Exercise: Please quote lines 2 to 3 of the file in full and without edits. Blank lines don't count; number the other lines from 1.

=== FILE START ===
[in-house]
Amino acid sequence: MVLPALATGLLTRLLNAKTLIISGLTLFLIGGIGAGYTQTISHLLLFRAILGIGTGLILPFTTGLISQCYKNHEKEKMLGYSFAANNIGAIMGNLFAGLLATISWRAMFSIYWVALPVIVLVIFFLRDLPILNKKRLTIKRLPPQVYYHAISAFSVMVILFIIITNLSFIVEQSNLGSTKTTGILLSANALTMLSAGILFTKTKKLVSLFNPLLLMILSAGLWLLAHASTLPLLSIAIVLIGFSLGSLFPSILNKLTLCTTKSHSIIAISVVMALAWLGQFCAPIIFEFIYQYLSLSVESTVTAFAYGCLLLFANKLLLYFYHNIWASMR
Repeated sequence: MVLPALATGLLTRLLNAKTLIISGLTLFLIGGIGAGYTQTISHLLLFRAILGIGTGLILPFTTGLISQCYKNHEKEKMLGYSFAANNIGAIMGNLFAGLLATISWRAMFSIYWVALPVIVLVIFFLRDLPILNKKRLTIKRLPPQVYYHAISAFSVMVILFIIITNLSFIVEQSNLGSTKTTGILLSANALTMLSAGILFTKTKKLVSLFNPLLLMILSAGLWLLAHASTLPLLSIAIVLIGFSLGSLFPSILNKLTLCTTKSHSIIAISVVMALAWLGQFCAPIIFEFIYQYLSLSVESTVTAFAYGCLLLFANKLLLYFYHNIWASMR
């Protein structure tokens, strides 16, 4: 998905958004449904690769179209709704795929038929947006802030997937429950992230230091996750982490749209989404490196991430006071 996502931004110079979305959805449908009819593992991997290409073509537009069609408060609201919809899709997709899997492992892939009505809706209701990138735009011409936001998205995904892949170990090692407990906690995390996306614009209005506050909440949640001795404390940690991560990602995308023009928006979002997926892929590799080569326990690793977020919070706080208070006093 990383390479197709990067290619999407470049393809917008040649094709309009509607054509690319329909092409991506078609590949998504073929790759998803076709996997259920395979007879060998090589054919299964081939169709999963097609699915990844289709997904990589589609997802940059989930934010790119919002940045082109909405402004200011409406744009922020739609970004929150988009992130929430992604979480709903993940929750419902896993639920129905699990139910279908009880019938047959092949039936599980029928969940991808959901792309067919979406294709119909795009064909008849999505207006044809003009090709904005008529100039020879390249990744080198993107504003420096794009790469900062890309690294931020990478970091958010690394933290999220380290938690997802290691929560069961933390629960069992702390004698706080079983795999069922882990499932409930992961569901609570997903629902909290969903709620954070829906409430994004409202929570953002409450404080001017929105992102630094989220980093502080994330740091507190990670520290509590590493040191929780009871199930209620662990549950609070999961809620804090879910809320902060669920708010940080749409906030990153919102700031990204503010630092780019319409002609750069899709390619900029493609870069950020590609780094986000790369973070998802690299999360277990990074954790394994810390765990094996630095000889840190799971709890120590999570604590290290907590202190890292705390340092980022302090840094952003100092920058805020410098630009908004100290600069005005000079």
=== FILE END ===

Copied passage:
Amino acid sequence: MVLPALATGLLTRLLNAKTLIISGLTLFLIGGIGAGYTQTISHLLLFRAILGIGTGLILPFTTGLISQCYKNHEKEKMLGYSFAANNIGAIMGNLFAGLLATISWRAMFSIYWVALPVIVLVIFFLRDLPILNKKRLTIKRLPPQVYYHAISAFSVMVILFIIITNLSFIVEQSNLGSTKTTGILLSANALTMLSAGILFTKTKKLVSLFNPLLLMILSAGLWLLAHASTLPLLSIAIVLIGFSLGSLFPSILNKLTLCTTKSHSIIAISVVMALAWLGQFCAPIIFEFIYQYLSLSVESTVTAFAYGCLLLFANKLLLYFYHNIWASMR
Repeated sequence: MVLPALATGLLTRLLNAKTLIISGLTLFLIGGIGAGYTQTISHLLLFRAILGIGTGLILPFTTGLISQCYKNHEKEKMLGYSFAANNIGAIMGNLFAGLLATISWRAMFSIYWVALPVIVLVIFFLRDLPILNKKRLTIKRLPPQVYYHAISAFSVMVILFIIITNLSFIVEQSNLGSTKTTGILLSANALTMLSAGILFTKTKKLVSLFNPLLLMILSAGLWLLAHASTLPLLSIAIVLIGFSLGSLFPSILNKLTLCTTKSHSIIAISVVMALAWLGQFCAPIIFEFIYQYLSLSVESTVTAFAYGCLLLFANKLLLYFYHNIWASMR